I have a noisy guitar that goes dead when I touch it.

Checking resistance between all metal parts and the sleeve of the cable is 0, except 1 pot that reads 30ohms.

What exactly constitutes a clean path to ground. Is 30ohms acceptable?

It quite possibly is the wiring of the house, but I've not had the change to test it elsewhere yet.

Why does touching the guitar stop the noise? Am I becoming the ground for the guitar, or am I being grounded, to the guitar?

  • 1
    Are you saying the buzz and noise go away when you touch the guitar, or are you saying if you play the open strings and then touch the guitar, there is no sound from the guitar at all? The former is totally normal. The latter is a problem. Feb 11, 2018 at 5:21
  • Why does touching the guitar stop the noise? This might be a good question for [name of electronics SE], maybe try posting that specific question there.
    – user43681
    Feb 11, 2018 at 8:41

3 Answers 3


This is not symptomatic of a ground loop. Noise from ground loops would not stop when you touch the strings.

It sounds like you have bad ground on the guitar, which is totally different from a ground loop.

Ideally you should have 0 ohms resistance. A slight variation is ok. 30 ohms... you have to evaluate what is going on there. If you get that reading on the strings, it could be the plating on your bridge adding resistance or other factors. On the other hand, if you get 30 ohms resistance at the ground solder joint on the tremolo claw, you need fix that.

Resistance greater than 0 ohms could also indicate a weak, cold or degraded solder joint. This may be what is causing the 30 ohm reading on 1 pot. I recommend resoldering that joint.

As for why touching the guitar stops the buzz, yes it is because you have become the ground. That can be dangerous. Electricity follows the path of least resistance. If the resistance of your body is less than the resistance of your path to ground, electricity will happily seek continuity to ground through you. That is why you want resistance of 0 ohms or very close to it.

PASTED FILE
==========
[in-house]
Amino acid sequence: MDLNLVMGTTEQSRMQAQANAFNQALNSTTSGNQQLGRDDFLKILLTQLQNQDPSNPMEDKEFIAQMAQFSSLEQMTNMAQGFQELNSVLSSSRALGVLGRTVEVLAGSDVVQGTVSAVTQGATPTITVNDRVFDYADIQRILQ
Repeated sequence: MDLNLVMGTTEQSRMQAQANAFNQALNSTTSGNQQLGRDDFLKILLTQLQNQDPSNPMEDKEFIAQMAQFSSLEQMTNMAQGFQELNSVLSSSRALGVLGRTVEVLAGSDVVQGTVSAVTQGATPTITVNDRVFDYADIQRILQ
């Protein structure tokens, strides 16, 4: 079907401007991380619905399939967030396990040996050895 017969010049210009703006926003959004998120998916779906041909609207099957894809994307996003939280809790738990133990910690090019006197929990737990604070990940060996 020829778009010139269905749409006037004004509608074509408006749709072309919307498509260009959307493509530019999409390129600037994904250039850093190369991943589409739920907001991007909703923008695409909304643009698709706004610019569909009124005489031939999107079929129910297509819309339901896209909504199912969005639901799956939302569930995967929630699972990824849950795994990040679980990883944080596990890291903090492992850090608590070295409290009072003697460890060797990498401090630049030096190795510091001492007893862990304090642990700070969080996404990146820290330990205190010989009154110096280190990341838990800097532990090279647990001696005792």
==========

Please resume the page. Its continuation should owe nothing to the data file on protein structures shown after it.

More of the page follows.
Using a multi-meter with a continuity test function you should be able to easily determine if/where you have grounding problem.

Plug a cable into your guitar jack and touch one multi meter lead to the sleeve of the jack then touch the other multimeter lead to each ground joint in the guitar, starting at the connection to the jack and working backwards through your system from there. You should have 0 ohm resistance (or really close to it) on your connections to ground.


As you've already guessed, what you have here is a ground loop. The way I've always understood it (corrections welcome), when you touch the strings or other metal parts of the guitar that should be grounded, you eliminate the potential difference and hence the noise.

I presume that the 30 ohm resistance is between the pot casing and the cable sleeve? In that case, chances are you've got some dodgy soldering there that's causing trouble. Given that everything else reads zero, it may be worthwhile fixing it.

Another thing worth checking is how your entire signal path is grounded. Ideally, everything you're running should have common ground (running from the same grounded outlet). That way, you minimize the impact of any wiring issues in your house.

Finally, the impact of any existing ground loops can be minimized by keeping clear of any sources of magnetic interference, so changing position and keeping signal cables away from power cables (as well as keeping your signal leads uncoiled when in use) can reduce the noise.

  • Thanks. When I run the guitar through a battery powered simulator (korg pandora mini) I get no noise at all. But I wasn't sure if this is because there is still a wiring issue with the guitar, but because it's not connected to ground, the issue cannot manifest. (Same as using a ground lift switch)
    – Dan P
    Feb 11, 2018 at 16:33
  • @DanP That's likely.
    – user321
    Mar 8, 2018 at 11:20

The other answers are all good answers, I'd just like to add that all guitars electric actually find their ground through their connection to the amplifier. If the amplifier jack is slightly corroded or dirty, the ground connection can easily be less than ideal. On older amps, the input jacks achieved their ground by being tightened up to the chassis of the amp ( a loose jack nut or dirt and corrosion around the mounting hole might compromise this connection). On more recently made amps the input jack is soldered directly to the amps circuit board and the solder connection may fatigue and break. Both instances are a pretty inexpensive fix at your favorite repair shop.

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